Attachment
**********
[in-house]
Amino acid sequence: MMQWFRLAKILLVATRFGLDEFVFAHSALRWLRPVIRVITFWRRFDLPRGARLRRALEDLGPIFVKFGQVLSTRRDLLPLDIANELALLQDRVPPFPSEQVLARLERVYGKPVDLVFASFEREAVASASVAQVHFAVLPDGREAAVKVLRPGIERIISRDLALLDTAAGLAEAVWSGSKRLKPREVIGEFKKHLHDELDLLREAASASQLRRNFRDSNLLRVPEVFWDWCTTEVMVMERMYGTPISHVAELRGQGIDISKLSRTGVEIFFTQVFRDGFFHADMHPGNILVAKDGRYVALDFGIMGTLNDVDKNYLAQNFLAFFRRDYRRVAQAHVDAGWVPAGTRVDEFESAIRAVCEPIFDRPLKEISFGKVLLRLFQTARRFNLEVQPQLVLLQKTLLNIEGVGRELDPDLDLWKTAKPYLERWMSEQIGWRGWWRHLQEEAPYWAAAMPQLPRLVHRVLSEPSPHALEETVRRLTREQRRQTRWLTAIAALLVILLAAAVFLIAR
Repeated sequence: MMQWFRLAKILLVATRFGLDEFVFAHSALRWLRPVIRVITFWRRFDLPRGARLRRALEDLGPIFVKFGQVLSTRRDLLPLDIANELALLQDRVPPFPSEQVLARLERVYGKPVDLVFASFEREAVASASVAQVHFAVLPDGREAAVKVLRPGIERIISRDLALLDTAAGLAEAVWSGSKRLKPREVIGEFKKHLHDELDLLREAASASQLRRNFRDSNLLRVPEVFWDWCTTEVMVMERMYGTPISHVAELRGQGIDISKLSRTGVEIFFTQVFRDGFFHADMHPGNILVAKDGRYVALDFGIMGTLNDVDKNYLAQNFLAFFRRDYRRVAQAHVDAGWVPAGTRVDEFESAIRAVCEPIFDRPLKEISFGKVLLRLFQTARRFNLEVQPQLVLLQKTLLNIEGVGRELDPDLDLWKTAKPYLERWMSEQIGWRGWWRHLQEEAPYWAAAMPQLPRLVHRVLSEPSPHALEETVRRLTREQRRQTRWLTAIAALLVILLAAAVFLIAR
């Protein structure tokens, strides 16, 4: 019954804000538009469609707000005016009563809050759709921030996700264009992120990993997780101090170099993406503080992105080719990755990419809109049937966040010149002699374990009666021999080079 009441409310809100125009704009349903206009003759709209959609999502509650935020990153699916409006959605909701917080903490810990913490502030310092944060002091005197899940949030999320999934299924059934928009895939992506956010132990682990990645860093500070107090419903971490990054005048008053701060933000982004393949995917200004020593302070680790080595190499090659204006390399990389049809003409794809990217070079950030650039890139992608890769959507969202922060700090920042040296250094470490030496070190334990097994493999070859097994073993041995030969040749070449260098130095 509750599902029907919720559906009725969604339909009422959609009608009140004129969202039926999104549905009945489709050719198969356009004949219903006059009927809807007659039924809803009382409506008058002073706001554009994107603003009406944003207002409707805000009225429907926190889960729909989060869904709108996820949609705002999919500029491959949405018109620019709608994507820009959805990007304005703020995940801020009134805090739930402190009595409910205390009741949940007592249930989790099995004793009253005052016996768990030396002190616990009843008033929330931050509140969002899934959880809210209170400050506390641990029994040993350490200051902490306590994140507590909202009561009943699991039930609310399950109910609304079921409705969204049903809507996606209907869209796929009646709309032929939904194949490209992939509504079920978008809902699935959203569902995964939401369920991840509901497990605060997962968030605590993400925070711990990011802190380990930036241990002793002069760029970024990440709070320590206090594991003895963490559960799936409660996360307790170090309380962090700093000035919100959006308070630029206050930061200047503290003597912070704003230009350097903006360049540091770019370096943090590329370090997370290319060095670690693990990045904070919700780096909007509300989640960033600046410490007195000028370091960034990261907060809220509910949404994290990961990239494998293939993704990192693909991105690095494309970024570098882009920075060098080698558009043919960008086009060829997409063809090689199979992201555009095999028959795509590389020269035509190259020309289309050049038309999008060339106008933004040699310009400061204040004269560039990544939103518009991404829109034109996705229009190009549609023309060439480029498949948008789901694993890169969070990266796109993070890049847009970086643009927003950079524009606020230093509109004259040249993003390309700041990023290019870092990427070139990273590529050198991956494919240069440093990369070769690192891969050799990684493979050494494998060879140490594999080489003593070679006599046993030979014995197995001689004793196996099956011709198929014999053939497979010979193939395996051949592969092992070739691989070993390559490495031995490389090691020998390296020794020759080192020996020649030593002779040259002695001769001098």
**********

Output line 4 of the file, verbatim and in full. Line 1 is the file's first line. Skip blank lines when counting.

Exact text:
């Protein structure tokens, strides 16, 4: 019954804000538009469609707000005016009563809050759709921030996700264009992120990993997780101090170099993406503080992105080719990755990419809109049937966040010149002699374990009666021999080079 009441409310809100125009704009349903206009003759709209959609999502509650935020990153699916409006959605909701917080903490810990913490502030310092944060002091005197899940949030999320999934299924059934928009895939992506956010132990682990990645860093500070107090419903971490990054005048008053701060933000982004393949995917200004020593302070680790080595190499090659204006390399990389049809003409794809990217070079950030650039890139992608890769959507969202922060700090920042040296250094470490030496070190334990097994493999070859097994073993041995030969040749070449260098130095 509750599902029907919720559906009725969604339909009422959609009608009140004129969202039926999104549905009945489709050719198969356009004949219903006059009927809807007659039924809803009382409506008058002073706001554009994107603003009406944003207002409707805000009225429907926190889960729909989060869904709108996820949609705002999919500029491959949405018109620019709608994507820009959805990007304005703020995940801020009134805090739930402190009595409910205390009741949940007592249930989790099995004793009253005052016996768990030396002190616990009843008033929330931050509140969002899934959880809210209170400050506390641990029994040993350490200051902490306590994140507590909202009561009943699991039930609310399950109910609304079921409705969204049903809507996606209907869209796929009646709309032929939904194949490209992939509504079920978008809902699935959203569902995964939401369920991840509901497990605060997962968030605590993400925070711990990011802190380990930036241990002793002069760029970024990440709070320590206090594991003895963490559960799936409660996360307790170090309380962090700093000035919100959006308070630029206050930061200047503290003597912070704003230009350097903006360049540091770019370096943090590329370090997370290319060095670690693990990045904070919700780096909007509300989640960033600046410490007195000028370091960034990261907060809220509910949404994290990961990239494998293939993704990192693909991105690095494309970024570098882009920075060098080698558009043919960008086009060829997409063809090689199979992201555009095999028959795509590389020269035509190259020309289309050049038309999008060339106008933004040699310009400061204040004269560039990544939103518009991404829109034109996705229009190009549609023309060439480029498949948008789901694993890169969070990266796109993070890049847009970086643009927003950079524009606020230093509109004259040249993003390309700041990023290019870092990427070139990273590529050198991956494919240069440093990369070769690192891969050799990684493979050494494998060879140490594999080489003593070679006599046993030979014995197995001689004793196996099956011709198929014999053939497979010979193939395996051949592969092992070739691989070993390559490495031995490389090691020998390296020794020759080192020996020649030593002779040259002695001769001098």